The study used a library of parasite proteins employing an approach that was developed at the Wellcome Trust Sanger Institute by Dr Gavin Wright and Dr Julian Rayner. These researchers had previously developed a new approach to express large panels of correctly folded, full-length proteins from the Plasmodium falciparum parasite, targeting proteins involved in the invasion of human red blood cells. In this study, published in Science Translational Medicine, Sanger Institute scientists collaborated with colleagues in Kenya to see which of them the children’s immune systems had developed antibodies against.

Brain scans examine response to food in genetically obese and normal weight

People who have the most common genetic mutation linked to obesity respond differently to pictures of appetising foods than overweight or obese people who do not have the genetic mutation, according to a new study by researchers at the Wellcome Trust-MRC Institute of Metabolic Science at Addenbrooke’s Hospital in Cambridge.

Obesity typically results from a combination of eating too much, getting too little physical activity, and genetics. Foods such as chocolate trigger signals in the brain that give a feeling of pleasure and reward, and these cravings can contribute to overeating. Reward signals are processed in specific areas of the brain, where sets of neurons release chemicals such as dopamine. However, very little is known about whether the reward centres of the brain work differently in some people who are overweight or obese.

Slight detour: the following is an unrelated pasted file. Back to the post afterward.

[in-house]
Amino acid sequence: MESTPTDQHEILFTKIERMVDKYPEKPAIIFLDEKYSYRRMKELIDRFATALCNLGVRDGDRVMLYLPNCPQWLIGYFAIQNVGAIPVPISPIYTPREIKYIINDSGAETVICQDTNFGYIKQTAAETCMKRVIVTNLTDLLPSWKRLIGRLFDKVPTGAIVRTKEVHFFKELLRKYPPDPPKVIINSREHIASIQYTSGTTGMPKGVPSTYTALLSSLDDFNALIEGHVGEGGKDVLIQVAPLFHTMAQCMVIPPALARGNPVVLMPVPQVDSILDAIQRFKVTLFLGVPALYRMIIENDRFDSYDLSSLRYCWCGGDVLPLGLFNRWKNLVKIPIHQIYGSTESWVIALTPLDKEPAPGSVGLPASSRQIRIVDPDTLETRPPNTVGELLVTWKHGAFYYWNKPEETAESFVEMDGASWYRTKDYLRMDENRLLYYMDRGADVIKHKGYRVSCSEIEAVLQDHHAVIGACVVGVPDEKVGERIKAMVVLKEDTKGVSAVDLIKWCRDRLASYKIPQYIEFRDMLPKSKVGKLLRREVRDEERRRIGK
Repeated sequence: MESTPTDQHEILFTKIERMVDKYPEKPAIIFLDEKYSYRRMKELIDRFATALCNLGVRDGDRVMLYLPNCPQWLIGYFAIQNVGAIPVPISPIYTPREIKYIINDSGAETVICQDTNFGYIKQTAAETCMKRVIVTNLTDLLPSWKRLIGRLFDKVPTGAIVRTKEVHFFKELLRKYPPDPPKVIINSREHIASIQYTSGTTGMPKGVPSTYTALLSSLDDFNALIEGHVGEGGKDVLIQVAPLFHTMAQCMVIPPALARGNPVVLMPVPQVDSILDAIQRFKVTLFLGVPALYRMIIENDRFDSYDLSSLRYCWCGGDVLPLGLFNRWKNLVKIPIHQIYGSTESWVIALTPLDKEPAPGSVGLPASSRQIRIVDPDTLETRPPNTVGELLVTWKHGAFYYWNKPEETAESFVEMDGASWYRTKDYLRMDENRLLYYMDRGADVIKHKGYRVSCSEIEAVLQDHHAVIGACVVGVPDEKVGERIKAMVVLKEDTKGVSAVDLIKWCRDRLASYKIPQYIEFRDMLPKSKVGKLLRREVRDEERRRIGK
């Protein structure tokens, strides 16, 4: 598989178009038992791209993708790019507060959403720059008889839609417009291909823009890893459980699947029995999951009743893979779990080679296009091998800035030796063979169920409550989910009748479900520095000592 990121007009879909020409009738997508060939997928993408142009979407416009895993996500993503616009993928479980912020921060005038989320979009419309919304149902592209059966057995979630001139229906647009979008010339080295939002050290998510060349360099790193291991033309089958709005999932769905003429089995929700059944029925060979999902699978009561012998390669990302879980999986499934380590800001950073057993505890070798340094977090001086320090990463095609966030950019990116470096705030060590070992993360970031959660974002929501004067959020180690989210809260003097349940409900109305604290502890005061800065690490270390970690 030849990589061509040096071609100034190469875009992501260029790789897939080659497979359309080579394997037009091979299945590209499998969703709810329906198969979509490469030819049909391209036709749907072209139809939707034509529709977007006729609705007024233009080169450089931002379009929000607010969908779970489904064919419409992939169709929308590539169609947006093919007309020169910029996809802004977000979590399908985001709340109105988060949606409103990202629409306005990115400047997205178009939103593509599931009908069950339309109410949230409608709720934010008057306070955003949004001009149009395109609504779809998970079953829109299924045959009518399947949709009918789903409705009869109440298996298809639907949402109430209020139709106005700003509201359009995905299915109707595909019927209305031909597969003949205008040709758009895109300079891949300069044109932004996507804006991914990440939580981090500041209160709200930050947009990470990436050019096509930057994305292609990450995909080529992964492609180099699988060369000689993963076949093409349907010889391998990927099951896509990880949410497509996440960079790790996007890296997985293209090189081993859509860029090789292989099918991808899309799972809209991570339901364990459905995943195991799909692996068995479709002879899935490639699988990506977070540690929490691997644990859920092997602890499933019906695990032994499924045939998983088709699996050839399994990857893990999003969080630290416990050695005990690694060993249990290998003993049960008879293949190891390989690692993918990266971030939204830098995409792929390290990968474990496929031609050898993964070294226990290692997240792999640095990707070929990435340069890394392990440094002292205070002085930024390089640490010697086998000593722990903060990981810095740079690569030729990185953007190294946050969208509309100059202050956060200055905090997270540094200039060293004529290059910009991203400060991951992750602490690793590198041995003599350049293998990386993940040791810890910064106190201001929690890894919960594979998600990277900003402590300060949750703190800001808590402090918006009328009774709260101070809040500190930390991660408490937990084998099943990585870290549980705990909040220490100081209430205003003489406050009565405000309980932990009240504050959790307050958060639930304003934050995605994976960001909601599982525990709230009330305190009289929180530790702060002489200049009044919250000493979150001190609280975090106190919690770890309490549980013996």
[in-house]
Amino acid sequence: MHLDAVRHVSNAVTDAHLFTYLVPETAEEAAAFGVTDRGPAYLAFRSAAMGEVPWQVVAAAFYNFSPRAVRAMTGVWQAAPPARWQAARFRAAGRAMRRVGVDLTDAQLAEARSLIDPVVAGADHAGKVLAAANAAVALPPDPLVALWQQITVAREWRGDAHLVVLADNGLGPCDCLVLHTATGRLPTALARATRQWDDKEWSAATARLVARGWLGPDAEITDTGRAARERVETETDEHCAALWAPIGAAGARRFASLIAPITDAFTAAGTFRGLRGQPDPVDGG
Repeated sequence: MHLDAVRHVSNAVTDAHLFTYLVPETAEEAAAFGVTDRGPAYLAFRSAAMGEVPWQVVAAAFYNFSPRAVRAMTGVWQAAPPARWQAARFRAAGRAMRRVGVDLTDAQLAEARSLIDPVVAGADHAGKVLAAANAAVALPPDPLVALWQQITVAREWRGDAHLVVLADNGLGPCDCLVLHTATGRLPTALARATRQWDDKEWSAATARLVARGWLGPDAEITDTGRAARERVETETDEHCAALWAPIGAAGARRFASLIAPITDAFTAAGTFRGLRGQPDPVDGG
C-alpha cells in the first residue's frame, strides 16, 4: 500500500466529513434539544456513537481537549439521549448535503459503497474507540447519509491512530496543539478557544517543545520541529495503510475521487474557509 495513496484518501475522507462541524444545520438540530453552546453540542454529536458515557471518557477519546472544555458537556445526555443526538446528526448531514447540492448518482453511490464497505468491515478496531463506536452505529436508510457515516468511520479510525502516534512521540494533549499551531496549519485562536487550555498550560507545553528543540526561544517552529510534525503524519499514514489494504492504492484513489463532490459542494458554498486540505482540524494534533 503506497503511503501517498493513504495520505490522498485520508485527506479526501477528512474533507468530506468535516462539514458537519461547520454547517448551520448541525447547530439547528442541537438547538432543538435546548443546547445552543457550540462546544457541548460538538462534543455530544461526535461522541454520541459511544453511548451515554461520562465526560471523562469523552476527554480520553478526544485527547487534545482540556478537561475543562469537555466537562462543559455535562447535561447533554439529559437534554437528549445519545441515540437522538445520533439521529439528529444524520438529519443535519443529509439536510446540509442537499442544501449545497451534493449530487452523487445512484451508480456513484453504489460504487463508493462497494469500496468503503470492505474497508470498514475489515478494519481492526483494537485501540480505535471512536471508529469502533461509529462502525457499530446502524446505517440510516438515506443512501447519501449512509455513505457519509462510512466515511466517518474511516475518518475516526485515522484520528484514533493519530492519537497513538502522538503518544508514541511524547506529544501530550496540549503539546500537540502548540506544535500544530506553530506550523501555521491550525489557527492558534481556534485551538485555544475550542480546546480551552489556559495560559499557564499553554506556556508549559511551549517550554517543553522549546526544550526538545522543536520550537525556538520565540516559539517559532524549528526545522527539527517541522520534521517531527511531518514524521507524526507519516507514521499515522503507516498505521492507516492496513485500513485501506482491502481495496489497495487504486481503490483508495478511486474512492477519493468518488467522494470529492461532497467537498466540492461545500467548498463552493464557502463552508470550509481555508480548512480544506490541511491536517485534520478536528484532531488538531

choc and brocThe most common genetic cause of obesity involves mutations in the melanocortin 4 receptor (MC4R), which occur in about 1% of obese people and contribute to weight gain from an early age.

The researchers compared three groups of people: eight people who were obese due to a problem in the MC4R gene, 10 people who were overweight or obese without the gene mutation, and eight people who were normal weight. They performed functional Magnetic Resonance Imaging (fMRI) scans to look at how the reward centres in the brain were activated by pictures of appetising food such as chocolate cake, compared to bland food such as rice or broccoli, and non-food items such as staplers.

“In our study, we found that people with the MC4R mutation responded in the same way as normal weight people, while the overweight people without the gene problem had a lower response,” said lead researcher Dr Agatha van der Klaauw. “In fact the brain’s reward centres light up when people with the mutation and normal weight people viewed pictures of appetising foods. But overweight people without the mutation did not have the same level of response.”

The study is published in the Journal of Clinical Endocrinology & Metabolism.

In other news…

Scientists at the University of Sussex are beginning a £4 million project to develop an innovative new drug for treating the devastating psychiatric condition, schizophrenia. The project is funded by a Wellcome Trust Seeding Drug Discovery award.

Two new papers in the New England Journal of Medicine by Professor Nicholas White at the Wellcome Trust-funded Mahidol Oxford Tropical Medicine Research Unit have shown that malaria resistance has spread across Southeast Asia, but also that a new antimalarial drug in development at Novartis has shown some promising results.

Image credits: DNA by Peter Artymiuk, Wellcome Images; Kenyan Children by Brad Ruggles on Flickr, CC-BY-NC-SA; Chocolate cake by Ron Paul on Flickr, CC-BY-NC-SA; Broccoli by keithloaf1961 on Flickr, CC-BY-ND.

One Comment leave one →
  1. 6 Aug, 2014 9:22 am

    Reblogged this on Abigail Skinner.